Phoebe Wright: Max Siegel Makes Me Mad, But He Isn't The Problem With USATF

When I read the recent Washington Post story that outlined USATF CEO Max Siegel's way of doing business, my first thought was, "How much shit are we going to put up with before we, the athletes, do something about it?"

Siegel has been living large on USATF's dime. He contracted a marketing company he's affiliated with to do work for USATF. He evaded taxes. He received a healthy bonus for a controversial contract that he didn't even personally negotiate.

If track and field ever becomes a sport where we have enough excess money to fly our CEO first class, I will be overjoyed. But until then, I care.

For me, it's personal. I've been among the top six 800m runners in the U.S. since 2009. This year, I received less than $4000 in prize money, travel money, and grants from USATF--in sum, it amounts to even less because I spent more $1500 to travel, enter, and race in USATF-sponsored meets. When I lined up on the Olympic Trials start line, I knew I was either going to hit serious contract bonuses and qualify for USATF funding, or I was going to be an amateur runner shit out of luck come January. There weren't any USATF track meets with prize money after the Olympic Trials!

Siegel is flying first class to watch a meet I had to pay to race. I'm constantly comparing my bank account to the flight search results on Kayak while he's chartering flights for personal business. Jill Geer emailed me and told me USATF cannot supply me with a copy of Rosetta Stone; meanwhile, Max is getting bonuses off the Rosetta Stone partnership. That's bullshit.

But the fundamental problem in our sport isn't the distribution or lack of funds. It's not even a Max Siegel issue. It's USATF's structure and the power dynamic between it and the athletes. 

USATF's mission is "to drive competitive excellence and popular engagement in our sport."
In the elite athlete world, that means USATF's job is to make Team USA good and track popular in the United States.

USATF needs money to do that. How can USATF make money? 

-USATF is a nonprofit, so people and companies can donate to the foundation.
-The USOC gives USATF money to bring home medals. Runners, including elite athletes, pay for a USATF membership to compete at sanctioned races.
-Sponsors trade cash monies for publicity, including advertisements at meets, social media, TV, and live streams.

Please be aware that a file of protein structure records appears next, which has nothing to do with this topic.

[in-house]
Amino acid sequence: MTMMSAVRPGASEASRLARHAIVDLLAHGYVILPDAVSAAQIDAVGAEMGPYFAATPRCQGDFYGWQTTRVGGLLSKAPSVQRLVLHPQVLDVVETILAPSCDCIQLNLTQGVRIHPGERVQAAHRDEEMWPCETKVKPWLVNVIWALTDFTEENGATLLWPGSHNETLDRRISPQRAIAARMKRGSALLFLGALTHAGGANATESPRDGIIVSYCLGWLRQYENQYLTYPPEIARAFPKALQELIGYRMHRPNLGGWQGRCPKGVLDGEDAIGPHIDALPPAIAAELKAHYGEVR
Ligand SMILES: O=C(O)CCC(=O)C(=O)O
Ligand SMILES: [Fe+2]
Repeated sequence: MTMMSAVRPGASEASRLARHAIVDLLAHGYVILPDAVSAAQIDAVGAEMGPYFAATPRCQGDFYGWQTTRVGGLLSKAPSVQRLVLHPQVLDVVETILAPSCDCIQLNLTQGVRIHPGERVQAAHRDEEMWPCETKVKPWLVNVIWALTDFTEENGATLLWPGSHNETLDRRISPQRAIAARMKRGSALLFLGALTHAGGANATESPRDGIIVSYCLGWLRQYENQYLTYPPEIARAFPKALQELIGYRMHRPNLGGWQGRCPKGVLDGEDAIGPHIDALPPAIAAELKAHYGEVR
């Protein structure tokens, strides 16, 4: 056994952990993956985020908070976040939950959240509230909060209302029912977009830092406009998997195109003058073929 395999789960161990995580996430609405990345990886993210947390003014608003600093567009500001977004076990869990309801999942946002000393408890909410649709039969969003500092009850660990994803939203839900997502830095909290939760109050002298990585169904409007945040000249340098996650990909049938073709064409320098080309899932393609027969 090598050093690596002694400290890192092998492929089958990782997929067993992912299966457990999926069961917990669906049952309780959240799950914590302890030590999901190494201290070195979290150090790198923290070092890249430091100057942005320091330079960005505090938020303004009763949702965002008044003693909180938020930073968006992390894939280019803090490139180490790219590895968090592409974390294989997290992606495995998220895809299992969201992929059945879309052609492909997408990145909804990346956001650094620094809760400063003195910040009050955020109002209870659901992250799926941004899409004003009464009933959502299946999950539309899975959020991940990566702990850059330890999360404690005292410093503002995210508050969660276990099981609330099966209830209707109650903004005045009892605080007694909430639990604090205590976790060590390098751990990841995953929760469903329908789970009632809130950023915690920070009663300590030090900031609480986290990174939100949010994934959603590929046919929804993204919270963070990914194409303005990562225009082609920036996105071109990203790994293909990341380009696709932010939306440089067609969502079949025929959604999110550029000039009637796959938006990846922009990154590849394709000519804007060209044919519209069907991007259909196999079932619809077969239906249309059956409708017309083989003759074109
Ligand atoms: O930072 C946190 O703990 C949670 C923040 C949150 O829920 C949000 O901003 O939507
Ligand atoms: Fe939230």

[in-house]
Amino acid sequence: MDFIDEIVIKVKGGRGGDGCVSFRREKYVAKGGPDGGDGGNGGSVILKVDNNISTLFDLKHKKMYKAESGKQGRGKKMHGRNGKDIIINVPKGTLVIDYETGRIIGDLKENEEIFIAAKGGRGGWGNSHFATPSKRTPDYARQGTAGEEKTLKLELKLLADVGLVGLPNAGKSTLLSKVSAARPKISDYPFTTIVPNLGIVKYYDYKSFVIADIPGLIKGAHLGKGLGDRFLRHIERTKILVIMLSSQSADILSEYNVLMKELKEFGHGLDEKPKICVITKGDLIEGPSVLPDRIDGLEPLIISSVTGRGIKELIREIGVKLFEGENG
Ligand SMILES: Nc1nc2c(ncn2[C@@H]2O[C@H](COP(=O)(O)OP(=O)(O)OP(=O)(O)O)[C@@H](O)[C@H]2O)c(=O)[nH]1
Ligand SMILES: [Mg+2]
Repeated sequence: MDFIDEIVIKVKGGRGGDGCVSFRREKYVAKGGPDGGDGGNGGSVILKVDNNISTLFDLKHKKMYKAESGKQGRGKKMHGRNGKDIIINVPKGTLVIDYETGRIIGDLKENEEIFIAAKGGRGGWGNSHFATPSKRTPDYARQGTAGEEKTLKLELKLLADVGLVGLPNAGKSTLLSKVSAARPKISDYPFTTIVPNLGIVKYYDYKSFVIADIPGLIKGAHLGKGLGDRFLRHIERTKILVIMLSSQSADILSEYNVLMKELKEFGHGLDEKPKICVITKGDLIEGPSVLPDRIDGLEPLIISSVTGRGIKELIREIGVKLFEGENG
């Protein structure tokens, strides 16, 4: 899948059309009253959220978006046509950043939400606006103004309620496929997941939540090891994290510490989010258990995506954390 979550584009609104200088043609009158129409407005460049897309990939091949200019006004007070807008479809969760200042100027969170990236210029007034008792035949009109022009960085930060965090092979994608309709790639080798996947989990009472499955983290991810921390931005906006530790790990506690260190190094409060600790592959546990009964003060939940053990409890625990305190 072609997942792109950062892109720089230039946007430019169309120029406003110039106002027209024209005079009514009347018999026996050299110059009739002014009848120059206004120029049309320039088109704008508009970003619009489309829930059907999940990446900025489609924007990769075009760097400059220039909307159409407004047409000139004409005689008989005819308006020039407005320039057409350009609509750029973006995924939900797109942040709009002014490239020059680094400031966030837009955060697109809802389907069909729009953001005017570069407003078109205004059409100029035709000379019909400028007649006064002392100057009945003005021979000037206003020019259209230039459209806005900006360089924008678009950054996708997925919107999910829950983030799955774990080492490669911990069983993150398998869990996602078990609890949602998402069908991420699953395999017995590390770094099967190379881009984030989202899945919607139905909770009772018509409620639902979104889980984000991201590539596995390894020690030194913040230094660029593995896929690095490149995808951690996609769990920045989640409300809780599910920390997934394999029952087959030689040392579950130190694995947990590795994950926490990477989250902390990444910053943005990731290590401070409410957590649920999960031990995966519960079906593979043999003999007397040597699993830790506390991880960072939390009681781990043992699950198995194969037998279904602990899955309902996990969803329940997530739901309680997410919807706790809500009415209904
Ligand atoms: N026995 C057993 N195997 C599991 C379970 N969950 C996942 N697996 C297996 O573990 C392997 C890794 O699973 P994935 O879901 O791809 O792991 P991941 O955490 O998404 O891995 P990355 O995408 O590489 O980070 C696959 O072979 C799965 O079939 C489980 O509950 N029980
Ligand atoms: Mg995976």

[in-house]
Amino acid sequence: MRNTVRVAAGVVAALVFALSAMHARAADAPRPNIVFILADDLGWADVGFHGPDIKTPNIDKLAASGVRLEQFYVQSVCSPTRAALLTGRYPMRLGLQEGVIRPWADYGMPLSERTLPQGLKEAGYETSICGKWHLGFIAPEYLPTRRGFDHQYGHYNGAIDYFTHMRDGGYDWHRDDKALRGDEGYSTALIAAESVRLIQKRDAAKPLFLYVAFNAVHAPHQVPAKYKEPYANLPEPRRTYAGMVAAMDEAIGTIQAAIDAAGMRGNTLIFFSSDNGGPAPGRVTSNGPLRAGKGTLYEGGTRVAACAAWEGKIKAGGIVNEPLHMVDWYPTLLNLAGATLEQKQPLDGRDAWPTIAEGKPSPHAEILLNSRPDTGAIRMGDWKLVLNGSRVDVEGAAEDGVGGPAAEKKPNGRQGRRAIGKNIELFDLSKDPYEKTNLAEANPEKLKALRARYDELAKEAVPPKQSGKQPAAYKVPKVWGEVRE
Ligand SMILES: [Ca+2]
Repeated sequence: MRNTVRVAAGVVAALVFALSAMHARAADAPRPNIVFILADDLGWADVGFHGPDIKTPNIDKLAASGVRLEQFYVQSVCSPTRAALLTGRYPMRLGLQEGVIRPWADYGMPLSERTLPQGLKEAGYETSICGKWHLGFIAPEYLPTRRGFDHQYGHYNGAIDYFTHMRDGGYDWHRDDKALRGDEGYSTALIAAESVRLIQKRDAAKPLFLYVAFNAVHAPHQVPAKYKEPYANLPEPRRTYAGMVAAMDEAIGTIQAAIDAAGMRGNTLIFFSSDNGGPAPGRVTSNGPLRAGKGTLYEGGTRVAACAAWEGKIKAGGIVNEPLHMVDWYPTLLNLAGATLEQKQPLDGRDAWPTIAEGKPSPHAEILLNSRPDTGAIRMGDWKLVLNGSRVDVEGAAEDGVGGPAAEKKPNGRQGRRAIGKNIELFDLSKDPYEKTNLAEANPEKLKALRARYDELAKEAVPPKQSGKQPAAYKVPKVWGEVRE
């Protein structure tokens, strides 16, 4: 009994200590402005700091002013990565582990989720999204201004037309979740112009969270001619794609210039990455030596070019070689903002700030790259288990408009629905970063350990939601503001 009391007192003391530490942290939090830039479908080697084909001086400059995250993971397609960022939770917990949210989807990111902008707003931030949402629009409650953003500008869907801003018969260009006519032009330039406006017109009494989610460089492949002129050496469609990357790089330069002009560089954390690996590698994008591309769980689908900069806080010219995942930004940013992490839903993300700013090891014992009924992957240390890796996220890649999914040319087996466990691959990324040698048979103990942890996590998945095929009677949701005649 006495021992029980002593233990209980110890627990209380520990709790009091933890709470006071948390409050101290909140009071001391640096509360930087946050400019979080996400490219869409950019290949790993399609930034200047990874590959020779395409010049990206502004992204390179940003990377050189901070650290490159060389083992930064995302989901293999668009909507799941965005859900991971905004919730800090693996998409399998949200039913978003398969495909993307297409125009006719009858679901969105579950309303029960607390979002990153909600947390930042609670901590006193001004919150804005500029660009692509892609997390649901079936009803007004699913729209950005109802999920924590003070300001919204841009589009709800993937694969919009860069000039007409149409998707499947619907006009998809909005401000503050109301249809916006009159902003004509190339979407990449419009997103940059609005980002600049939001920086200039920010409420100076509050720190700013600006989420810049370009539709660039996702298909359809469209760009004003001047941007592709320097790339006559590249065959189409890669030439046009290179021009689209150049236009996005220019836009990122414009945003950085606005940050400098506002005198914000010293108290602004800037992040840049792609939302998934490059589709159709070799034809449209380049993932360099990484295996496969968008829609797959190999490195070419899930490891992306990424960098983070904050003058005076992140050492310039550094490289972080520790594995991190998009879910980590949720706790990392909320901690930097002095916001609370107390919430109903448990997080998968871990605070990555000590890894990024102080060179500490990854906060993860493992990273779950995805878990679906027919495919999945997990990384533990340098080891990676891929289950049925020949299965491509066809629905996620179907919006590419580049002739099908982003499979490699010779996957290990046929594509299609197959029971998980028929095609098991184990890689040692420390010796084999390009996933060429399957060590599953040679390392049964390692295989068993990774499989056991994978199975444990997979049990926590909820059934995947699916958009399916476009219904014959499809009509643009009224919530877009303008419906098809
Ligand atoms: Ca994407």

USATF is supposed to invest that money back into the sport.

What does USATF actually do with the money? As far as I can tell, they do three things:

-Put on their own events.
-Pay an insane amount of money to executives.
-Give the rest to athletes who are at the very top of their events.

So the distribution of USATF's money is the economic problem in our little industry. But it won't get fixed until the balance of power shifts toward the athletes.

In sports with an economic model that actually benefits the athletes, athletes and management have leverage against each other. In healthy sports, management knows that athletes make them money; athletes know that management controls the money. And they bargain against each other. But USATF bargains against no one. They are accountable to no one.

I, individually, am disposable. An athlete--barring the Allyson Felix-type superstar--has no power. If I quit, there will be another 2:00 800m runner to take my place. Collectively, though, we have lots of power--if all the 2:00 800m runners sit out, USATF has a problem. But most of us don't have enough steady income to risk a shot at earning contract bonuses and prize money that comes from performing well at USATF meets.


When I was in high school, I got into running to become an Olympian and see how I compare against world competition--not money. There's no way I would be willing to jeopardize an Olympic spot.

So already, there's my loss of leverage--there is literally nothing that would have led me to sit out last summer's Olympic Trials on principle.

It is in USATF's best interest to keep us reliant on them. It keeps the peace. Often, I hear people say, "running is just a charity case," which insinuates athletes are essentially homeless people demanding more handouts. Homeless people should get handouts, but this is different--we're underpaid workers.

The "charity case" school of thought is what USATF has used to keep us blind to our own worth, but it's possible that its executives are blind to it as well. Nike is a brilliant for-profit company. It would not buy the rights to outfit Team USA for 25 years out of charity. There is obviously some market value for Nike to pay USATF. If you think we are a charity case, you are getting played. 

With a $400 million Nike contract filling their coffers--earned in part by my work-- I expect USATF to help me do my job. Basically, I want to do my job without going broke in the process. I just want to be able to survive in the system. In any other profession, top six in the U.S. would be good enough to make a living.